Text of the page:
Jones, Huw Lewis, and Ben Sanders. Bad Apple. Thames & Hudson, 2021. 978-0-500-65243-5. unpaged. $16.95. Grades K-2.
The thing about Apple is that he’s rotten to the core. It’s not fair that he steals pear’s chair or drinks pea’s tea. Each rhyming act gets worse as Apple bullies the produce and others… until along comes snake! That turns into his big mistake, and the silly surprising moral will have fans of Jory John and Jon Klassen wanting to read it again! Jones and Sanders create an easy reading, silly sketched, rhyming bit of fun!
THOUGHTS: Those connections to the Hat trilogy by Klassen and the Bad Seed by John will be apparent to even the youngest reader, but it is different enough, and certainly good fun for those who know that style and enjoy a surprise ending! Hopefully a better discussion about respect and bullying comes from the readers than from the book itself!
Picture Book Dustin Brackbill, State College Area SD
Perkins, Mitali, and Lavanya Naidu. Home is in Between. Farrar, Straus, Giroux Books for Young Readers, 2021. 978-0-374-30367-9. unpaged. $18.99. Grades K-3.
Shanti is a sweet girl who says goodbye to her village in Bengal and moves with her parents to America. She keeps a curious and positive attitude through the cultural shifts of home and school and town and activities while trying to help her parents and keep their cultural identities intact. But all of this code switching takes a toll on Shanti, as she finds herself occasionally worn down and exhausted trying to keep up. The resolution of a social gathering to share the space between cultures is perhaps a simplified ending to what is surely an ongoing process for adapting and adopting to a new home, but readers will feel and empathize with Shanti’s dilemma. Mitali Perkins keeps the story relatable and mixed with personal experience and plenty of Hindi words and Indian customs. Lavanya Naidu shines as the illustrator who creates the family dynamics and emotional changes through the story with colorful expressions and emotional details. While the journey to a new home is not easy, this tale will help readers see that the ‘in between’ brings needed value to feeling at home.
THOUGHTS: The idea of code switching for young children from other countries and cultures has rarely been illustrated as well as this book. Perfect for classrooms who are welcoming ELL students or libraries looking for demonstrations of social emotional skills. Highly recommended.
Picture Book Dustin Brackbill State College AreaSD
Finison, Carrie. Don’t Hug Doug: He Doesn’t Like It. G.P. Putnam’s Sons, 2021. 978-1-984-8302-2 32 p. $16.99. Grades Pre-K – 2.
You can hug a pug. You can hug a bug or a slug. But don’t hug Doug. He doesn’t like it. Don’t take it personally – Doug still likes you! He just feels that hugs are too squeezy, too squashy, too squooshy, and too smooshy. Doug has every right to decide if he would like a hug or not. Don’t Hug Doug: He Doesn’t Like It is the perfect picture book by author Carrie Finison and illustrator Daniel Wiseman that starts a great conversation about setting personal boundaries and addressing them in a kind but practical manner. Doug explains to the reader in a cheerful tone that all you have to do is ask: Do you like hugs? And the appropriate response would be to respect the answer.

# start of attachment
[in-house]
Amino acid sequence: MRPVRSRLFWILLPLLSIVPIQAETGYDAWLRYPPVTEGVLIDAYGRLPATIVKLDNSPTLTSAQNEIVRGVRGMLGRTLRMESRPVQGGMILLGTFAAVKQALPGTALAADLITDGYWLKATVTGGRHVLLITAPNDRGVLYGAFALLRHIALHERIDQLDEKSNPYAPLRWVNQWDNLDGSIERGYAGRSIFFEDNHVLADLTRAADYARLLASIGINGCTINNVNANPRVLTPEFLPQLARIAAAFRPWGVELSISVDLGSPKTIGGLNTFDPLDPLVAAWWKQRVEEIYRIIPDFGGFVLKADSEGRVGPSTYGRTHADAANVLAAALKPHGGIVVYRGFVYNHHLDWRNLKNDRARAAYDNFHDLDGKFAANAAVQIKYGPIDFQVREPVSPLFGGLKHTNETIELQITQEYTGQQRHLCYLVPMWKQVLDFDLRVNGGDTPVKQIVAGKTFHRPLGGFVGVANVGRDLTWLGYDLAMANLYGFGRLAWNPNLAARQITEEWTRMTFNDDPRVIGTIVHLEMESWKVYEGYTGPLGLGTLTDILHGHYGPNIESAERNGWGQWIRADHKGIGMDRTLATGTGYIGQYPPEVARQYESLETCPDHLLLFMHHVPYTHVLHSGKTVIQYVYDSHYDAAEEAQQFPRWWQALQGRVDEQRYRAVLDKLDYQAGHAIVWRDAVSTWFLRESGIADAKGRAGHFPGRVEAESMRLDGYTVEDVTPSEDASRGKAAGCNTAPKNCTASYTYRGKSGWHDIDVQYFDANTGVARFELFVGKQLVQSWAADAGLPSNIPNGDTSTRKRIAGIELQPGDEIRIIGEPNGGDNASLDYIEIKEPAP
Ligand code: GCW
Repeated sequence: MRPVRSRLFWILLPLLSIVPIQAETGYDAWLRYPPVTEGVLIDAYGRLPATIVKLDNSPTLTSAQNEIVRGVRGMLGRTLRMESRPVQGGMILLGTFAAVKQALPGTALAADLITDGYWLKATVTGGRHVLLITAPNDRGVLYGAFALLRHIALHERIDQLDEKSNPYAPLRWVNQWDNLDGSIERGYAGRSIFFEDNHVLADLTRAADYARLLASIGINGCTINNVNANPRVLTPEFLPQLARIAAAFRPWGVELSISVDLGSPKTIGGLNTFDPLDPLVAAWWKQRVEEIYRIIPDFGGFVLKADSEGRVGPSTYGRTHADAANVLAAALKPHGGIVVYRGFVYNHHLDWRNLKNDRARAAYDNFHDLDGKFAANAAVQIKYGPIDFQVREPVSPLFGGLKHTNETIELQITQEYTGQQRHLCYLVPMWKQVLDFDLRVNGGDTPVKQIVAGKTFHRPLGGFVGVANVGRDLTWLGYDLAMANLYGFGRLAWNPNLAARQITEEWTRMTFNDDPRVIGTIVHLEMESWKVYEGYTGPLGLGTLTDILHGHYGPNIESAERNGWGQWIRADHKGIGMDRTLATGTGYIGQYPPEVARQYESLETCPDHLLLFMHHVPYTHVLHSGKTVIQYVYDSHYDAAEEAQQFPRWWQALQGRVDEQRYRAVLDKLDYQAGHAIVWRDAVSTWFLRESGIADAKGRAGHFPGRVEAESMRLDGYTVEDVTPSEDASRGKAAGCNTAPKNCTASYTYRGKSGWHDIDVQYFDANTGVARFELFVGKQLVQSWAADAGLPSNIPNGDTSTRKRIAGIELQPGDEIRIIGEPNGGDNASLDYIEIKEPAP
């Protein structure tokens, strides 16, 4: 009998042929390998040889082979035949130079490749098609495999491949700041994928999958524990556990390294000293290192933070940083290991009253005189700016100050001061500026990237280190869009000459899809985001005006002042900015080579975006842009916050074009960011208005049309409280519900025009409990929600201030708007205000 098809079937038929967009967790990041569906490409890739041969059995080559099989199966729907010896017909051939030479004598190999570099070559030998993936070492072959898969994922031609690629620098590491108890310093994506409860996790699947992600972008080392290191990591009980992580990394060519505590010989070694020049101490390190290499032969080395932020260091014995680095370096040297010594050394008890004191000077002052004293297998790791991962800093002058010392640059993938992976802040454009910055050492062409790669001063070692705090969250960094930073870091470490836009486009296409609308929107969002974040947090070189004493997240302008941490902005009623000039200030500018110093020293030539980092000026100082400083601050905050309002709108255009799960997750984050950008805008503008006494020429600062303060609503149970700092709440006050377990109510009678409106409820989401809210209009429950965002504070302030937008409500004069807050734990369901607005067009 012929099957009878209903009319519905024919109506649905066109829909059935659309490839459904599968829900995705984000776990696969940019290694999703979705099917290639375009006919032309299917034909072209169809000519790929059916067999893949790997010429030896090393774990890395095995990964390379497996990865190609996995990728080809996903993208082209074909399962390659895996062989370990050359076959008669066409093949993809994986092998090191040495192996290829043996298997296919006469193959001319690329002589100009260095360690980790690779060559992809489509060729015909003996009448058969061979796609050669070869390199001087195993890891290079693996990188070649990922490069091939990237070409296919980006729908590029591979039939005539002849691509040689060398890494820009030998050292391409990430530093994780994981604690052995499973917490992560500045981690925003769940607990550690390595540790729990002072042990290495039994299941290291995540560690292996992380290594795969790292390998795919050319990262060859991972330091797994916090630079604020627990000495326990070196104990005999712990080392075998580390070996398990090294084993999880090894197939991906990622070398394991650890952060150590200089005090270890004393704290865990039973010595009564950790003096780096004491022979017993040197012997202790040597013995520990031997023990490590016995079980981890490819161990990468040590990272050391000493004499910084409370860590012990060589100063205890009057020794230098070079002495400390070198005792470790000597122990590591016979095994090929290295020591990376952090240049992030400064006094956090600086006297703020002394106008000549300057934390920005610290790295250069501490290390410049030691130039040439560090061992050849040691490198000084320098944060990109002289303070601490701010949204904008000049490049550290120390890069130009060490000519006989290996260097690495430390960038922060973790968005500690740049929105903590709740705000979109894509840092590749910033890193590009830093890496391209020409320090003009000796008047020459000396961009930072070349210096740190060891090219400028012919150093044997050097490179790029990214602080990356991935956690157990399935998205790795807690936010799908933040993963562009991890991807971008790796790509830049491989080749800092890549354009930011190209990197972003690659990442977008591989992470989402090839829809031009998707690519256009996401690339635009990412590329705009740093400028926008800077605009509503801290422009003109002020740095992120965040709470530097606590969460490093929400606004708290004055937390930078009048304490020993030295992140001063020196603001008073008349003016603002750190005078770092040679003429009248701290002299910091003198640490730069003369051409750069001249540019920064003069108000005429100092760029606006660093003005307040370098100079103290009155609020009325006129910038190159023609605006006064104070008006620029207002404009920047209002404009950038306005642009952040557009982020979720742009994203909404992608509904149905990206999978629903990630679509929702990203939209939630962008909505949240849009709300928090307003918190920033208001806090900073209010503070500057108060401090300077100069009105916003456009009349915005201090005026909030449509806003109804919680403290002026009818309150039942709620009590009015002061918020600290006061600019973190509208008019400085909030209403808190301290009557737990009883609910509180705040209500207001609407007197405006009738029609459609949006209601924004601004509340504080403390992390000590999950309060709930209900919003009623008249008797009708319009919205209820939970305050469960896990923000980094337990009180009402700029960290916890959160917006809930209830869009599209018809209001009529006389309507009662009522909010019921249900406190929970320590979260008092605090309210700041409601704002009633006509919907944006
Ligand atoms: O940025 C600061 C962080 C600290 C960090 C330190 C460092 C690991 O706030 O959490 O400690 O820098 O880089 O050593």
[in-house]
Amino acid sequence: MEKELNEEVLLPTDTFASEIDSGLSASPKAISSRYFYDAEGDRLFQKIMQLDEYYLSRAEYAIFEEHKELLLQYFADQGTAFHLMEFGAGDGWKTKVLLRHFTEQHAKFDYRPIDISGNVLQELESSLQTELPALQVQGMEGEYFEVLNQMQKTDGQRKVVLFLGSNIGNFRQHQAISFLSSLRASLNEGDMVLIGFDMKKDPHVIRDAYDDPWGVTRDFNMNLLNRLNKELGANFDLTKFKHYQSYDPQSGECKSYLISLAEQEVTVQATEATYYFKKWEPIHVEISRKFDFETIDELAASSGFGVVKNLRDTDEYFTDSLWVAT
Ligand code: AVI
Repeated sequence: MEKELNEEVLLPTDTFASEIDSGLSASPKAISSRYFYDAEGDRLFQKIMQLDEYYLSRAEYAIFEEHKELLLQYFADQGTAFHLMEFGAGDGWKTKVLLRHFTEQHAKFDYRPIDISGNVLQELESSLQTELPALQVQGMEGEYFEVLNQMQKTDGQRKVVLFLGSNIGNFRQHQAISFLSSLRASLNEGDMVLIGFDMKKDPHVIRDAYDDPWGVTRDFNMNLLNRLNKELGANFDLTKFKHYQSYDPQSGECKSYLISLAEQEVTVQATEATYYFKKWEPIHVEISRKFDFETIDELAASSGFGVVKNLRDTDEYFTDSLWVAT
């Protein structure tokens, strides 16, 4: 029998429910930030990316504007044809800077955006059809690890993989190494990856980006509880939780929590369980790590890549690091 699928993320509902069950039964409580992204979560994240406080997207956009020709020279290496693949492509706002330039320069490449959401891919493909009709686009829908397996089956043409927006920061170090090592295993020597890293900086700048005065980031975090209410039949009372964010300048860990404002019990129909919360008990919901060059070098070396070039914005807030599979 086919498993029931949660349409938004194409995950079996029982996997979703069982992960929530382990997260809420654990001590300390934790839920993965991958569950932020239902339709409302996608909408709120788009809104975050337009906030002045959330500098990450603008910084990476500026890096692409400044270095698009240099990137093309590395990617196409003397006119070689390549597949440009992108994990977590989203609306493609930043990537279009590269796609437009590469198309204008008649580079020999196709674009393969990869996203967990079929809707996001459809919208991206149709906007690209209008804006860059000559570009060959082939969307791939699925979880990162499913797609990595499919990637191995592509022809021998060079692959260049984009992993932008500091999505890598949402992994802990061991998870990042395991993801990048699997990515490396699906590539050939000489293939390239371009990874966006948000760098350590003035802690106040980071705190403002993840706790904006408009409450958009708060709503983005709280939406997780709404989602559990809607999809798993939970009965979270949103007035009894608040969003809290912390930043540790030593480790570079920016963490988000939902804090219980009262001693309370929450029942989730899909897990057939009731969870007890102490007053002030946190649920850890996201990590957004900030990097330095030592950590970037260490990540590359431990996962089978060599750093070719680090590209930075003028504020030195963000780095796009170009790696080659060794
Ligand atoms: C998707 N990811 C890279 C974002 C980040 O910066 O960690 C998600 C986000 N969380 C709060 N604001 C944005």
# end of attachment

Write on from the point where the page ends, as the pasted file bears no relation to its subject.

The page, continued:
THOUGHTS: Don’t Hug Doug is effective, yet gentle when discussing consent with the reader. I have not read many children’s books that address bodily autonomy and personal boundaries with appropriate and easy-to-understand strategies. This picture book would appeal to all ages, including toddlers, preschoolers, or early elementary students. I agree with Boston Globes’ review: “Don’t Hug Doug can make kids feel better about their own boundaries and challenge them to understand the comfort of others. But really, it gives grown-ups something to consider, too.”
Fernihough, Jo. The Crow and the Peacock. Eerdmans Books for Young Readers, 2021. 978-0-802-85568-8. Unpaged. $17.99. Grades K-3.
Crow is living a perfectly happy life until he encounters a dove in the forest one day. Her beautiful, bright feathers and soft cooing cause him to question his dark feathers and loud “caw caw.” Suddenly, his self-confidence dwindles. In talking to the dove, however, he discovers that the dove actually envies the nightingale, whose singing is even more magnificent. The nightingale, in turn, envies the rooster, whose call is so famous it is heard across the land. As the crow travels from bird to bird, he discovers that they all want something another bird has. Ultimately, he meets a caged peacock, who only wishes to fly free like a crow. It is then that the crow realizes how good he has it and that the only thing that could possibly make him happier is sharing his joy with others. A thought-provoking tale complete with lively, colorful illustrations, this book would be an excellent read aloud selection.